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("That's a bad thing to do -- or do you think so?" Dan's lines work better if you read them with a Lithuanian accent.)
 

LizzieMaine

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And in the Daily News...

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And Madeline bellows I DIDN'T DO IT!

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And you know H&H won't water the coffee. That'd mean CORPORAL punishment!

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"I hate boats," says Sandy. "I really hate boats."

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"But I shaved off my beard!"

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$35 a week, kid. Think it over.

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Mama will love this. Yes she will.

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"Nah," thinks Lana. "Must be that strange little bald boy."

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Give 'em a raise, and all they do is complain.

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This could go in a lot of directions.

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And watch that "rabble" stuff.
 

LizzieMaine

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And a final thought...

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Mr. Mantle is a bit harsh here -- I wouldn't say the past twenty years were a waste. The past three or so, maybe, but before the liquor took its final toll, Mr. Barrymore made several fine pictures in the 1920s and early 1930s that shouldn't be forgotten.
 
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(At first I read that dice story as Father and Son Surpless themselves rolling the bones. Which would make sense, I mean, O'Dwyer's away and the mice will play...)
...

The headline on that story is misleading as heck. I doubt if today, where we obsess over ever conflict of interest we regular people have (while top-level politicians can do whatever they want), a policeman could even appear in a court where his father is the judge?


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...
(A petty thief and narcotic addict? Waiting for the former nightclub dancer/model/World's Fair nudist to show up.)
...

Unless they have a very rich family, most narcotic addicts become petty thieves. The overlapping area of those two circles is pretty big.

I believe our most famous nightclub dancer/model/World's Fair nudist was tucked away behind bars when this happened, so this time, she has an air-tight alibi.


...

Reader Verna W. Sawtelle writes in to praise the naming of the new Gowanus Parkway. "It is good to see the proud and honored name of Gowanus on our beautiful new parkway," she gushes. "It deserves such such recognition to redeem it from the obscurity and ignominy of past years. It was too long synonymous with traffic delay."
...

Today, "the Tappan Zee," as in the Tappan Zee Bridge, as in "stay off the Tappan Zee," is synonymous with traffic delays.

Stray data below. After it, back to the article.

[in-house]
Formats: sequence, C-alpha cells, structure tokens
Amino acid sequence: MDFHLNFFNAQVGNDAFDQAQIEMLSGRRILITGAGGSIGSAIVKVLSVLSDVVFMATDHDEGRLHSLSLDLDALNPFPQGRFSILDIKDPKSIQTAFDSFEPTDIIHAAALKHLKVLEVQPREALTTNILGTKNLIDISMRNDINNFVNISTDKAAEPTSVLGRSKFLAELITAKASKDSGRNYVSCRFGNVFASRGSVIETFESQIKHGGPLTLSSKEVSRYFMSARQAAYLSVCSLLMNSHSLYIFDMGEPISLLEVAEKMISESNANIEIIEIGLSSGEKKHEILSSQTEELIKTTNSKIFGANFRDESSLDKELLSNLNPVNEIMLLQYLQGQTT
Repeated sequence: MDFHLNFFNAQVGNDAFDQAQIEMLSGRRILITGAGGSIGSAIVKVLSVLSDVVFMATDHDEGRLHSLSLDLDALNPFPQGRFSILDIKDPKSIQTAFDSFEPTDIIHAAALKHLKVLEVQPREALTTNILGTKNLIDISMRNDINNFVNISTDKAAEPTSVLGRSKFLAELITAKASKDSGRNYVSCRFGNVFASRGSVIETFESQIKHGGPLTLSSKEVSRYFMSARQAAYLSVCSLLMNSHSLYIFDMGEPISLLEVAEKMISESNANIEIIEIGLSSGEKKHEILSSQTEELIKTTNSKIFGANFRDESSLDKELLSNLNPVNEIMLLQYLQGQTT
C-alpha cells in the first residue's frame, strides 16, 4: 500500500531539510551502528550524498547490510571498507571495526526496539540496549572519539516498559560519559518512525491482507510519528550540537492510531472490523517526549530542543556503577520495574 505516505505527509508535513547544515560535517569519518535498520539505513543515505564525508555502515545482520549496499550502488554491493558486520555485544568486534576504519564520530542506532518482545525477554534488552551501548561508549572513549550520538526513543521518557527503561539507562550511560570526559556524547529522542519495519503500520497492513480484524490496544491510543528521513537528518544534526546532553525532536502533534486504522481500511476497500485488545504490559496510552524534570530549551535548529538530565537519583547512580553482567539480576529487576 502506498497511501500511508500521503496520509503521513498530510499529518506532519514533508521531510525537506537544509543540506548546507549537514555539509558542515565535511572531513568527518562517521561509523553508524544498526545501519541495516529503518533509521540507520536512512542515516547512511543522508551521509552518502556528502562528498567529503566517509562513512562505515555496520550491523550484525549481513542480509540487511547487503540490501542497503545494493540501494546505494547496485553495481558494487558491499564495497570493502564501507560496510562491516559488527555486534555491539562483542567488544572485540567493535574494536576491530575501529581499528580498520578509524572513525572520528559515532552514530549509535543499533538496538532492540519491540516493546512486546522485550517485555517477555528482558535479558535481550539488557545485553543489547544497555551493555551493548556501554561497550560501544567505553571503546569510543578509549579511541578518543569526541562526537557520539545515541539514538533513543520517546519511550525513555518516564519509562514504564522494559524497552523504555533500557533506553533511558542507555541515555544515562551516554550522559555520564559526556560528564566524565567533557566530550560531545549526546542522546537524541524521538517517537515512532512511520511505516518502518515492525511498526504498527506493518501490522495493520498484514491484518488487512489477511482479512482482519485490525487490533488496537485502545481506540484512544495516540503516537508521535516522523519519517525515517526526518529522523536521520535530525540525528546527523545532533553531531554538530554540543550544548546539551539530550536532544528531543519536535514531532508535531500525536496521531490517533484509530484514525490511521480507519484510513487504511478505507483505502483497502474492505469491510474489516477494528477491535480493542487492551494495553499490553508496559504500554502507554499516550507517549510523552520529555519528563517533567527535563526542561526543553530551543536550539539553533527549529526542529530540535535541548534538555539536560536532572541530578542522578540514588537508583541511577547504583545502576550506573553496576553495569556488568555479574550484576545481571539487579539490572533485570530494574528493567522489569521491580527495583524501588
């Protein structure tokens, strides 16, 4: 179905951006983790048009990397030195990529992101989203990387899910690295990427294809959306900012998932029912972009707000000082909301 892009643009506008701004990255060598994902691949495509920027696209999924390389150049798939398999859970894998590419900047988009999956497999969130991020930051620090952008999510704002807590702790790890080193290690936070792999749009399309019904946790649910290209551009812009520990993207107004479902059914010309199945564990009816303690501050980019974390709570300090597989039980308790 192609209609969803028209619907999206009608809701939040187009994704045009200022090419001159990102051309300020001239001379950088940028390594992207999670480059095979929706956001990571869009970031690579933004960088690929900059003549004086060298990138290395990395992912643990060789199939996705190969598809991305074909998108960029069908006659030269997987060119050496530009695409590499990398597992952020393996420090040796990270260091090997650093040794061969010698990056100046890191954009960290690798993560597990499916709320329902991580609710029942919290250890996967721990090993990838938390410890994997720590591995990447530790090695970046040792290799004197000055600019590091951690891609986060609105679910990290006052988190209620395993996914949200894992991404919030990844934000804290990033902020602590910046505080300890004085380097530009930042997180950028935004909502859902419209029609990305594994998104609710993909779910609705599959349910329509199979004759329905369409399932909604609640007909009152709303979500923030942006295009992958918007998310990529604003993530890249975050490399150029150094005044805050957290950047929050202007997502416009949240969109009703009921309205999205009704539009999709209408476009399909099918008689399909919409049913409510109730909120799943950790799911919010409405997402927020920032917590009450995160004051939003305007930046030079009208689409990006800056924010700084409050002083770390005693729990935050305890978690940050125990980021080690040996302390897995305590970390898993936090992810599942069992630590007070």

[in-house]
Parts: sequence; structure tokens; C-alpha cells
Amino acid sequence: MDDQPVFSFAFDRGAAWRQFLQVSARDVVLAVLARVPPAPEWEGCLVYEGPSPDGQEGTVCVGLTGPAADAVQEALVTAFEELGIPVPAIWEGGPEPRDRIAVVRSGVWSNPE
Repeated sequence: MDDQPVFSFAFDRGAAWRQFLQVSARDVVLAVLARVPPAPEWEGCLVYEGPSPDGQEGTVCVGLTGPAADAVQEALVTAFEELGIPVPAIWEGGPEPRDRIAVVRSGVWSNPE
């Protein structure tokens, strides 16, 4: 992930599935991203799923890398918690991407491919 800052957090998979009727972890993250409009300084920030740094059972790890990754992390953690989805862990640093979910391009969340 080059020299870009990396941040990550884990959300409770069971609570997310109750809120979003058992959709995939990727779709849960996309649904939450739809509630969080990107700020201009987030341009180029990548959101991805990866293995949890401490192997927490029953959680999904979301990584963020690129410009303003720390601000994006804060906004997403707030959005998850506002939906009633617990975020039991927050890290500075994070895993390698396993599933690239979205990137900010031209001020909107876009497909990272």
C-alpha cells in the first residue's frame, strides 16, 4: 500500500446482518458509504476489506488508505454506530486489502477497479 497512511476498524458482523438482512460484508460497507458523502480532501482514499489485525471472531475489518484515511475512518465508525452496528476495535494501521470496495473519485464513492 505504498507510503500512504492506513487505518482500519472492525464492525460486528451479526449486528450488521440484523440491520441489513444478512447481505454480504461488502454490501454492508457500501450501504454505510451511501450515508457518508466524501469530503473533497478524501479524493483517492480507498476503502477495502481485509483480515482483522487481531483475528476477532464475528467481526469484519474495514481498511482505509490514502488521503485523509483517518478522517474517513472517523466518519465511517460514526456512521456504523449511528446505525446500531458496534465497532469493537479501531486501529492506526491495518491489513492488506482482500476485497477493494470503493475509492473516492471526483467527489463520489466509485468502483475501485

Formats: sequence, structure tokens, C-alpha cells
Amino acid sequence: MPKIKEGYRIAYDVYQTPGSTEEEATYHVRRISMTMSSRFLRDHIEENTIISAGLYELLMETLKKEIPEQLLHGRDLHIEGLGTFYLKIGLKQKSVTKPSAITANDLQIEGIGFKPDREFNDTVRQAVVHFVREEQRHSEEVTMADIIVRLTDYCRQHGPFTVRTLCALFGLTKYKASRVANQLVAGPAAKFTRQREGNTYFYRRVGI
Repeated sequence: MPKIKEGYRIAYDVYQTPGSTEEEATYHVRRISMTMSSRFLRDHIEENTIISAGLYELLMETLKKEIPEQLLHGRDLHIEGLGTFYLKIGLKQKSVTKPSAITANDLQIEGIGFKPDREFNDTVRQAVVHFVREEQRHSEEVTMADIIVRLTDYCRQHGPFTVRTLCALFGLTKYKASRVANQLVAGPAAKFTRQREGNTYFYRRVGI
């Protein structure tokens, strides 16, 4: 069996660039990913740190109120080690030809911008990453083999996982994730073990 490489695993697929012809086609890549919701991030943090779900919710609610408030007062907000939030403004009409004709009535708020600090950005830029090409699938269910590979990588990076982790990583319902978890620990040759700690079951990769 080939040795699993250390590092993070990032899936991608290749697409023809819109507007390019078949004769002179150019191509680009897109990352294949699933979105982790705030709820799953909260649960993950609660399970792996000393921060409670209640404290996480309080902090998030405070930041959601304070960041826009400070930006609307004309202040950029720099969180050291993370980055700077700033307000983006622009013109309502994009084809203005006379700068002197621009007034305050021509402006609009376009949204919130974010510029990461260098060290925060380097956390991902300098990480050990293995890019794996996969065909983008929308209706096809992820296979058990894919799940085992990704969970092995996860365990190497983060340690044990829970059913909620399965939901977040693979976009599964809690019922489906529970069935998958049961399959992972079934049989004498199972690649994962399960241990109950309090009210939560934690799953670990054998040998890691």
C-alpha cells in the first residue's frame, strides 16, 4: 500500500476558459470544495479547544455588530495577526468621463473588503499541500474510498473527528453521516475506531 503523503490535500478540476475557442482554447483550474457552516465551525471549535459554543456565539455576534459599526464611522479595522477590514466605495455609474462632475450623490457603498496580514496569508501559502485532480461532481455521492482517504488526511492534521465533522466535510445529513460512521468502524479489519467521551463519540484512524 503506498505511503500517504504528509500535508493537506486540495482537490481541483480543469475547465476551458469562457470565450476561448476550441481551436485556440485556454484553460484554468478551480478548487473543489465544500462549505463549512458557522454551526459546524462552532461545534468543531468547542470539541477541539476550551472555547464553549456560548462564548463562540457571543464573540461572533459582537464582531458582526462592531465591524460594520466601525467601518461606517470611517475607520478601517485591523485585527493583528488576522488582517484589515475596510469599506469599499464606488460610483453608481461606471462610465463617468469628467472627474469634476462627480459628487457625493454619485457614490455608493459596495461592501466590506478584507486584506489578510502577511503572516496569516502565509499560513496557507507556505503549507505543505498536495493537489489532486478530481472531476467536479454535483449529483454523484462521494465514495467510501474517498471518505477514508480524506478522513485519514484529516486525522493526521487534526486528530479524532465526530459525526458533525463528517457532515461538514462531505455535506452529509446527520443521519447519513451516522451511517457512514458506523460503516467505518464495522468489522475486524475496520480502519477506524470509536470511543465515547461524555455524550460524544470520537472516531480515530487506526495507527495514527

...
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(Unclear On the Concept.)
...

I thought the caption for the guy with his hands spread was going to be, "Buh, buh, buh I didn't know that watering down the coffee counted as a price increase."


...
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Mama will love this. Yes she will.
...

"Old Hortense will be pointing her nose so high, she'll be wearing her double chins on the back of her neck." Andy, do you really want to get into physical-appearance jokes; although, that was a pretty good one.


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...


"Nah," thinks Lana. "Must be that strange little bald boy."
...

In the post-1960s world of dating, where most couples have slept together even if they've only gone out a few times (or less), the "he's dating my old girlfriend / she's with my old boyfriend" has more visceral feel to it.


...
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This could go in a lot of directions.
...

I prefer Classic Hollywood's portrayal of women's prisons as it aligns more with my thinking on the subject.
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..
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And watch that "rabble" stuff.

And the Dragon Lady thinks, "This is why I put up with pretty-boy's ego."
 

LizzieMaine

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("Mayors come and go," snorts Butch. "You think so, do ya?")

Red Army troops have driven the Germans back and seized "advantageous positions" in sharp fighting on the northern fronts between Moscow and Leningrad, the Russian high command said today in a communique which reported a lull on the southern Kharkov front. In one sector south of Leningrad, the Soviets were said to have routed the enemy from strategic positions, and to have thrown back German attacks preceded by heavy artillery fire.